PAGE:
Streetcar spurring “largest mixed-use development” in Portland’s history

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Those of you who have been to Portland have been able to see first-hand how transformative their modern streetcar system has been. Several neighborhoods have seen massive private investment as a result of the system’s various lines, and the latest extension east across the city’s river is now causing the same impact there.

Hassalo on Eighth, a $200M mixed-use development, is the largest in the city’s history and sits right on the streetcar line. It is located in a part of town called the Lloyd District, which has long been dominated by automobile-oriented buildings.

The new project has already torn down parking garages and will replace them with a 21-story tower, a 6-story structure and a 5-story building. Those three buildings will house 657 residential units and 58,000 square feet of commercial space. The project will also retrofit 240,000 square feet of existing commercial space.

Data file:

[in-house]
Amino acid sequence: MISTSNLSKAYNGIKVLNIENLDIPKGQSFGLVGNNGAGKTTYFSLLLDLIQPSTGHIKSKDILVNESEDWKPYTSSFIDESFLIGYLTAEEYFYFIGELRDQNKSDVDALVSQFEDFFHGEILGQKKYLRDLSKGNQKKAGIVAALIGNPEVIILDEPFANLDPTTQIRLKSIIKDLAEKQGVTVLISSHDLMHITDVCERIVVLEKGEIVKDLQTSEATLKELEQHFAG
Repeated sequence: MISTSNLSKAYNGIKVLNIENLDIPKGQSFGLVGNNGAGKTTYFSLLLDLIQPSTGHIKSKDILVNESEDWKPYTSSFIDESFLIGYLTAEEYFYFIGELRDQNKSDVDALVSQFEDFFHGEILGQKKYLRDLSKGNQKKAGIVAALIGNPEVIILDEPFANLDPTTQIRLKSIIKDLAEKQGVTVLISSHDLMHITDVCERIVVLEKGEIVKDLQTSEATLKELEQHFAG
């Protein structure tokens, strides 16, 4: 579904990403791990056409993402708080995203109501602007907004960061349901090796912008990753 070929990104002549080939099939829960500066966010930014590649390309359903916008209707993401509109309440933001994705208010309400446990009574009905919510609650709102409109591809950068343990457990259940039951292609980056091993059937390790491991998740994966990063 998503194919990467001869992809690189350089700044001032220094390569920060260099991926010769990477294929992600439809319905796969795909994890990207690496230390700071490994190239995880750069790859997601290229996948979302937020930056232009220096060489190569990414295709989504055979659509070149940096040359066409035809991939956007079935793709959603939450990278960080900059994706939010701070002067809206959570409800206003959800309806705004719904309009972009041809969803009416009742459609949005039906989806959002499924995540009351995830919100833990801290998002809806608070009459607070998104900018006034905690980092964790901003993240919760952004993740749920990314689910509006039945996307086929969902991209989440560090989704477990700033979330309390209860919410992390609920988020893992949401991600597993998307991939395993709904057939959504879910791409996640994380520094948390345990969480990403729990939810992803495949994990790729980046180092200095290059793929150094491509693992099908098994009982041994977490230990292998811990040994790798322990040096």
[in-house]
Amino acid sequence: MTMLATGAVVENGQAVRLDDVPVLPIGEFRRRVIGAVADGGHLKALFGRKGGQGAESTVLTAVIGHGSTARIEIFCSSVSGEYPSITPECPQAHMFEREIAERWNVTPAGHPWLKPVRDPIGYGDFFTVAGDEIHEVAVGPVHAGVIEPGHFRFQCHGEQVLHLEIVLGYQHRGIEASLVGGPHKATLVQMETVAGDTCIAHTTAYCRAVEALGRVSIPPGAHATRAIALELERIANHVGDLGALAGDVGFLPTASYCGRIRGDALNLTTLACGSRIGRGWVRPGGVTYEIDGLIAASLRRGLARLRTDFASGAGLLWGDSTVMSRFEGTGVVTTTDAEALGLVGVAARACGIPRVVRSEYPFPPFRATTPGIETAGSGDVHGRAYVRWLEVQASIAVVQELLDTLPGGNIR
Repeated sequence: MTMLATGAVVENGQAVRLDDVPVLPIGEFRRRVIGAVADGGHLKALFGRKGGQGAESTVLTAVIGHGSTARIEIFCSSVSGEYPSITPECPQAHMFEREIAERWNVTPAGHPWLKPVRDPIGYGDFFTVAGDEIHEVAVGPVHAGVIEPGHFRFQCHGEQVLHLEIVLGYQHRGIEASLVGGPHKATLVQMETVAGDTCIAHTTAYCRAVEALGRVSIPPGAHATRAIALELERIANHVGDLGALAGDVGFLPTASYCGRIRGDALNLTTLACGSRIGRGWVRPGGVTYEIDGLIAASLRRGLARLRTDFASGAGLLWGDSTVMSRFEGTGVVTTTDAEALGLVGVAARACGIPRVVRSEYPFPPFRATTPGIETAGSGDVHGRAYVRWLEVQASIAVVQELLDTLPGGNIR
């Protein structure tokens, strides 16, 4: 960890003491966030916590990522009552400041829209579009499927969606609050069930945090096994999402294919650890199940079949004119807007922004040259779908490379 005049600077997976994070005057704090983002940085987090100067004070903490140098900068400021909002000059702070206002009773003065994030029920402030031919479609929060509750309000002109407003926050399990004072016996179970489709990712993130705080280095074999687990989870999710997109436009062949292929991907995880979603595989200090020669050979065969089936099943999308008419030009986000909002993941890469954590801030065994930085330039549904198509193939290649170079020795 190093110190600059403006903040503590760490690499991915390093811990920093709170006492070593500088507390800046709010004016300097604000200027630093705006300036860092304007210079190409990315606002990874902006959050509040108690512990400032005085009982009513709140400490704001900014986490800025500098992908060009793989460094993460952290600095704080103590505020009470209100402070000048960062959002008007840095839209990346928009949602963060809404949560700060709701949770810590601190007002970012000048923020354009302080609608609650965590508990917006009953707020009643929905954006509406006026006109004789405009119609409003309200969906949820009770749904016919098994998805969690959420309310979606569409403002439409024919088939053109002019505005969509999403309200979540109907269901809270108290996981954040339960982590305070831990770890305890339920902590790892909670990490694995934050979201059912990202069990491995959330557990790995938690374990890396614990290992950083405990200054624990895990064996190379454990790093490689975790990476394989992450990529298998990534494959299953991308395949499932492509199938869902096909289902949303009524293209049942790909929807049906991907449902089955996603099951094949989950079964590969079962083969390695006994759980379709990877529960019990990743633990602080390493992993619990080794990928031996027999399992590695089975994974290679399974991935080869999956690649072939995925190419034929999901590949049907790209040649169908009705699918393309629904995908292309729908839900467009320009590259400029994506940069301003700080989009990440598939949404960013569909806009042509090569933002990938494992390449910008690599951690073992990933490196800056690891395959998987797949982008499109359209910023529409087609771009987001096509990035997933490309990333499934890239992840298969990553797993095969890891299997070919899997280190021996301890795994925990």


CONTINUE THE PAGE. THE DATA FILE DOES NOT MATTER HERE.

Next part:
Modern streetcar systems have the ability to be game changers if done right. Cincinnati’s will be no different.

Instead of investments being focused on cars (parking garages and travel speeds), they will be focused on people and how they move about their urban environment.

We may not see a massive $200M project like this along the first phase of the Cincinnati Streetcar, but there is no doubt that a project like this will come along at some point. And that will just be the icing on the cake after all of the other private investments.

2 thoughts on “Streetcar spurring “largest mixed-use development” in Portland’s history

    Matthew Hall said:
    September 23, 2013 at 2:54 pm

    This is exactly the kind of thing streetcar opponents are afraid of. Their suburban developments can’t possibly compete so they have to prevent such competition to the strip malls and other suburban developments from which they earn a living.

    Mark Phillips said:
    September 26, 2013 at 10:43 pm

    The streetcar is a wonderful environmentally friendly transport.It is specially fitting the areas which are suffering the polluting and traffic congestion problems.

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